Monday, March 26, 2007

Judas, Jews, Judgment

Here are some excerpts from a new take on Judas:-

The subtext of recent accounts is that Jesus wasn't all he's made out to be, that Judas alone saw through him, and that it was this, not the betrayal, that has made him a hate figure in Christianity ever since.

...Judas has become one of the most instantly identifiable characters in Christianity and beyond, the personification of wickedness and the original fifth columnist.

This week that enduring fascination took a fresh turn with the publication of Jeffrey Archer's book, The Gospel According to Judas (Macmillan).

...Judas, the insider who was also the outsider, provides rich pickings for those wanting to debunk the claims of Christianity.

...The Gospel of Judas has not proved the last word, as Archer's book flamboyantly demonstrates. One problem is that the rediscovered manuscript dates back only as far as AD150-180. Was this a later edition of an earlier text in which Judas had told "my own story", or was it simply part of the Apocrypha, the writings about Jesus from the first and second centuries which didn't make the cut for the New Testament? of Judas' assumed identities over the centuries, especially in Christian-inspired literature, has been as the archetypal Jew.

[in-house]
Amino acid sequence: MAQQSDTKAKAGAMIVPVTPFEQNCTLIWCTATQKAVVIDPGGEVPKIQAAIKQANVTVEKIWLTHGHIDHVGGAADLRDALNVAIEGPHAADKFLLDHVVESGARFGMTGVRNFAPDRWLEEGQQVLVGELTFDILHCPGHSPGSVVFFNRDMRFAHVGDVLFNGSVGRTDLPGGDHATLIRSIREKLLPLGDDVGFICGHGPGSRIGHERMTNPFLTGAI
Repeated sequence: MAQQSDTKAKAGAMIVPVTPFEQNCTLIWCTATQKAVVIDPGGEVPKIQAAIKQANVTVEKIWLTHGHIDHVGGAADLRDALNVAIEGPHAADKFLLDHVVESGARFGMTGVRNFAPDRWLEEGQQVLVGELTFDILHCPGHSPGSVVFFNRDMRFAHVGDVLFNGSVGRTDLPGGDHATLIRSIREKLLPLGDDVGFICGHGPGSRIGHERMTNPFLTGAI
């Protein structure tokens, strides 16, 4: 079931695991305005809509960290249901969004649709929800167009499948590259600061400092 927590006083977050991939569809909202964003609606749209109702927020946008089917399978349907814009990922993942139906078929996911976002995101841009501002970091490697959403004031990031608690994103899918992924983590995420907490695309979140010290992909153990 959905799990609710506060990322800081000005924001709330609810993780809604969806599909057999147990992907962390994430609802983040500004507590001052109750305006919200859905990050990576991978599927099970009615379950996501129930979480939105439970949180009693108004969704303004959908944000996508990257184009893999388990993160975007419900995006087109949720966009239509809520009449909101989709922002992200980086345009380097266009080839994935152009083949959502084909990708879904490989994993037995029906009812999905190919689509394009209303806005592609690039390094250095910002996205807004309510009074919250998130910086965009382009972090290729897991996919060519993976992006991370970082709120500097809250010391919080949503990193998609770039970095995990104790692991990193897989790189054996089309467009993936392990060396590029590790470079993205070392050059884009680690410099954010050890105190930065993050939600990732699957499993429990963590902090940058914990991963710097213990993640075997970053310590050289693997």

In medieval times, in particular, Judas the Jew was regularly portrayed as sinking to new depths of depravity as a way of reinforcing and justifying Christianity's witch-hunt of Jews in Europe. So, in the 13th century, in The Golden Legend the Dominican priest, Jacob of Virragino, gave Judas a chilling fictional back story as a serial murderer whose victims include his father, killed so that Judas can have sex with his mother.

The link between the wicked Judas and anti-Semitism has more recent form too, as the Jewish historian Hyam Maccoby showed in his 1992 book, Judas Iscariot and the Myth of Jewish Evil. Among Nazi propaganda from the 1930s are depictions of Judas as a sinister Jew. Maccoby's book inspired novelist Howard Jacobson's 1993 film, Sorry Judas, a debate between 12 theologians staged round the Last Supper table.

Judas' supposed collusion with dark forces, prompted above all by his image, second only to the Devil, as the Bad Boy of the New Testament, has also made him popular in the horror and science fiction genres. The American sci-fi writer, George R.R. Martin, author of the best-selling Song of Ice and Fire series, has published a short story, The Way of Cross and Dragon, that describes a secret religious sect who meet to worship Saint Judas in pseudo-Satanic rituals...

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